Given how volatile commodity prices and Williams Companies' (NYSE:WMB) stock have been over the past year, one would think that Williams' financial results have been just as volatile. However, that simply isn't the case. As the chart below shows, its underlying results, measured by the performance of its MLP Williams Partners (NYSE:WPZ), have been quite good:
Instead, one of the driving forces behind the volatility is the uncertainty surrounding Williams' future. Because of that, the company needs to resolve some questions investors have, which it can do when reporting third-quarter results on Monday. Here are three questions investors would like it to answer in that report.
1. Did Williams Partners' growth projects deliver as expected?
Expansion projects have been the primary driver of Williams Partners' growth over the past year. For example, earnings in its Atlantic-Gulf segment are up 6% year over year due in part to increased fee-based revenue from expansion projects on the Transco system. Likewise, its central segment benefited from fee-based growth projects going into service.
Three more projects were expected to come online during the third quarter to drive results. These included the Transco-Rock Springs facilities that it placed into service at the beginning of August, the Gunflint tieback that started delivering oil in mid-July, and the Kodiak tieback that was expected to be in full production during the quarter. Investors want to see that these three projects delivered as promised during the quarter by driving a tangible improvement in segment earnings.
2. Does it have any update on the Geismar monetization?
During the quarter Williams Partners announced that it had initiated a process to monetize its interest in the Geismar olefins plant. The MLP said that it was considering either a sale of its interest in the asset or a fee-for-service tolling agreement. Either option would help bring more security to Williams' financial situation. A sale would bring in cash that it can use to repay debt and fund capex, while a fee-based agreement would stabilize that asset's cash flow.
What investors want to see this quarter is where the company is in that process. If nothing else, they want to know if the company is leaning one way or the other regarding how it plans to monetize the facility.
3. How is it planning to fund its capex gap?
The reason an update on Geismar is important is that Williams Partners has a gap between its current financial resources and anticipated growth spending over the next two years:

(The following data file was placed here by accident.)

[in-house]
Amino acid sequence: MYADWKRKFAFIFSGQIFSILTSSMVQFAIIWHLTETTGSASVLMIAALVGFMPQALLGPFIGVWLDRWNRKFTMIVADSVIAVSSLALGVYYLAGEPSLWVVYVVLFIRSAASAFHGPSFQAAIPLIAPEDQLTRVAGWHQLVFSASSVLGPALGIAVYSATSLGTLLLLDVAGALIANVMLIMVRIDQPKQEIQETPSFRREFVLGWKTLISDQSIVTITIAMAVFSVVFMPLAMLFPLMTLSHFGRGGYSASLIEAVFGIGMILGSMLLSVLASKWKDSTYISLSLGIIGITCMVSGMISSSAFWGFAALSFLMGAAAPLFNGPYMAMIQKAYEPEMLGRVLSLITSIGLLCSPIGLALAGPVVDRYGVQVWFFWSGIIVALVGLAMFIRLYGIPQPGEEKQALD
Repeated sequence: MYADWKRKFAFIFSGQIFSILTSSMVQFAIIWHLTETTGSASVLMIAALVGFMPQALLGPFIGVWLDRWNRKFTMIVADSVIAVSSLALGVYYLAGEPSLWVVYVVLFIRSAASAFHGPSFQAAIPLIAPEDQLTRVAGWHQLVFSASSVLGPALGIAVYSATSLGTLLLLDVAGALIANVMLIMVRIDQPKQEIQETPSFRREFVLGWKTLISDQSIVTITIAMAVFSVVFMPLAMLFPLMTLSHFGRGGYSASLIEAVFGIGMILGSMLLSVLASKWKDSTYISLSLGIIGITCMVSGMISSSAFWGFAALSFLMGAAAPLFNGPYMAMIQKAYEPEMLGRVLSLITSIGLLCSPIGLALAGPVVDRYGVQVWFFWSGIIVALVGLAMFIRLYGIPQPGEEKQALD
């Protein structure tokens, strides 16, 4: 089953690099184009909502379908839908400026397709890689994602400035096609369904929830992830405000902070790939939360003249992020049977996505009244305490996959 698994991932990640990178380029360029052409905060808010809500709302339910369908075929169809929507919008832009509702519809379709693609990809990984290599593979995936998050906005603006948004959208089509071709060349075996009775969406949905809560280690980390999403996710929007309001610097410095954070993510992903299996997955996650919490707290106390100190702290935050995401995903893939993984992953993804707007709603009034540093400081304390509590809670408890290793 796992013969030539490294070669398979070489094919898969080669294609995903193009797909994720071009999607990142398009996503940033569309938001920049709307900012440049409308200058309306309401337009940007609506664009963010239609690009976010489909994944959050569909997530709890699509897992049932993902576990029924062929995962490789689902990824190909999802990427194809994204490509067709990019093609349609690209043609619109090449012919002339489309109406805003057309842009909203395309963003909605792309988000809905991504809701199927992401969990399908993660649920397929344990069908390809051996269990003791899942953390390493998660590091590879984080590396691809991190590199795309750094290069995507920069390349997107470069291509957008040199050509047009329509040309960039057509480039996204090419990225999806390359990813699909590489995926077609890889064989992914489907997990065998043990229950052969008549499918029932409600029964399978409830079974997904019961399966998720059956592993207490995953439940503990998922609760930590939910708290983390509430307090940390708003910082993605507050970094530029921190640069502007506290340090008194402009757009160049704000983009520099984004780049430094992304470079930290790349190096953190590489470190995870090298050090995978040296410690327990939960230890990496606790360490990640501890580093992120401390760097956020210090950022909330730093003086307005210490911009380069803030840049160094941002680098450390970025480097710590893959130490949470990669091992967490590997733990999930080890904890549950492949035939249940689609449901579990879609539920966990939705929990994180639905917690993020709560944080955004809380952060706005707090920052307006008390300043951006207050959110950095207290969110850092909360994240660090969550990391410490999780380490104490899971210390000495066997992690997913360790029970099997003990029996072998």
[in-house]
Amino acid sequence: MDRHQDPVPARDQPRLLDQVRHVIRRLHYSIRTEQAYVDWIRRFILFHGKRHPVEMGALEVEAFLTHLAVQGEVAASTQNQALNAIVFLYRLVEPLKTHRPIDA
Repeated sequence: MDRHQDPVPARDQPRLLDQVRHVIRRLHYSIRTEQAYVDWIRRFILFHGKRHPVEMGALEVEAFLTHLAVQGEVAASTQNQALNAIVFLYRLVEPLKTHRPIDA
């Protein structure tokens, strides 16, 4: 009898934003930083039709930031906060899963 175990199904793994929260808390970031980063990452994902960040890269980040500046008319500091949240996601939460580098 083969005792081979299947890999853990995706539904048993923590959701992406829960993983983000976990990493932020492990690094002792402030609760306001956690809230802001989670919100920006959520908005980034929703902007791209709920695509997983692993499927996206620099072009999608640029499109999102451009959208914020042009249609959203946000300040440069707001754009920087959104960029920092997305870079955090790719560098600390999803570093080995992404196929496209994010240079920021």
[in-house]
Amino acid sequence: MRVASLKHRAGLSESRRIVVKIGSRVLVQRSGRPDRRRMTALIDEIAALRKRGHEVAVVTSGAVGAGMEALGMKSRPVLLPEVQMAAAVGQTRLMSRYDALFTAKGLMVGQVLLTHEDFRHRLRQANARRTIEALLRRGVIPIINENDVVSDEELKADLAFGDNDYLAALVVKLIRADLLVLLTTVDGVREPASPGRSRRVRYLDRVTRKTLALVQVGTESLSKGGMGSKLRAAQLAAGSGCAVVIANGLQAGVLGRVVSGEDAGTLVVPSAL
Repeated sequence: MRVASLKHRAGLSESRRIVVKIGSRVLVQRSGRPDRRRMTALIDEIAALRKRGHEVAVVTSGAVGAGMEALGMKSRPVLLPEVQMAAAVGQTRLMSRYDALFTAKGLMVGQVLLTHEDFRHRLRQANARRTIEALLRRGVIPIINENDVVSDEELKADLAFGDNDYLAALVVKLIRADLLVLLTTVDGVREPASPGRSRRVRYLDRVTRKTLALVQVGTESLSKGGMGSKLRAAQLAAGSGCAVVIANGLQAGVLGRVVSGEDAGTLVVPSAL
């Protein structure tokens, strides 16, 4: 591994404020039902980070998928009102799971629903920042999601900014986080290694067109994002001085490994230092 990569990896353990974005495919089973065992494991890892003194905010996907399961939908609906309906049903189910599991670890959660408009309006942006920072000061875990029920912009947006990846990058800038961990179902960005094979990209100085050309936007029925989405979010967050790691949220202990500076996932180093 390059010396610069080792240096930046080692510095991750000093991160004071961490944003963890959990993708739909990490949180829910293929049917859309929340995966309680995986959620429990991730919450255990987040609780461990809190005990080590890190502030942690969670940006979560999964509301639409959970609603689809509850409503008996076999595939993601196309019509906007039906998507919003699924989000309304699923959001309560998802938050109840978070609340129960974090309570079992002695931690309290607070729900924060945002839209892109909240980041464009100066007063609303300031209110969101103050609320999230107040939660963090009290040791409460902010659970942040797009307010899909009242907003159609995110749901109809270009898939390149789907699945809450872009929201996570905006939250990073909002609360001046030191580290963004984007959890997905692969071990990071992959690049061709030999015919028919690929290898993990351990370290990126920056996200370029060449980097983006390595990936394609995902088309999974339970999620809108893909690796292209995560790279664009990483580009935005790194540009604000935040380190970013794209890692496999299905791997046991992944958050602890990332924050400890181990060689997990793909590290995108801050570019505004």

As that chart notes, Williams Companies is helping it bridge the gap by reducing its dividend and reinvesting that cash flow to support its MLP's growth capital needs. That said, there's still a wide gap that it needs to cover. What investors would like to know is how it intends to plug that hole. While the company said that its options include asset sales (such as Geismar), equity issuances, and public debt issuances, investors want more details, especially considering Williams' increased cost of capital due to its slumping unit price and credit metrics.
One other thing investors want to see is how many of their fellow unitholders are participating in the company's new distribution reinvestment plan (DRIP). If a significant portion of unitholders joined Williams Companies in the DRIP program, it would considerably reduce the company's need for outside funding.
The expectation is that Williams Companies will deliver another relatively solid quarter because nearly all of its income comes from the growing supply of fee-based revenue from its MLP. That said, the company still has a couple of issues to work out, including the plans for its Geismar plant and how it intends to fund the major expansion projects currently in the pipeline. If Williams can address these questions by showing tangible progress on sourcing solutions, then it would give investors more confidence that the franchise is on solid ground.
Matt DiLallo has no position in any stocks mentioned. The Motley Fool has no position in any of the stocks mentioned. Try any of our Foolish newsletter services free for 30 days. We Fools may not all hold the same opinions, but we all believe that considering a diverse range of insights makes us better investors. The Motley Fool has a disclosure policy.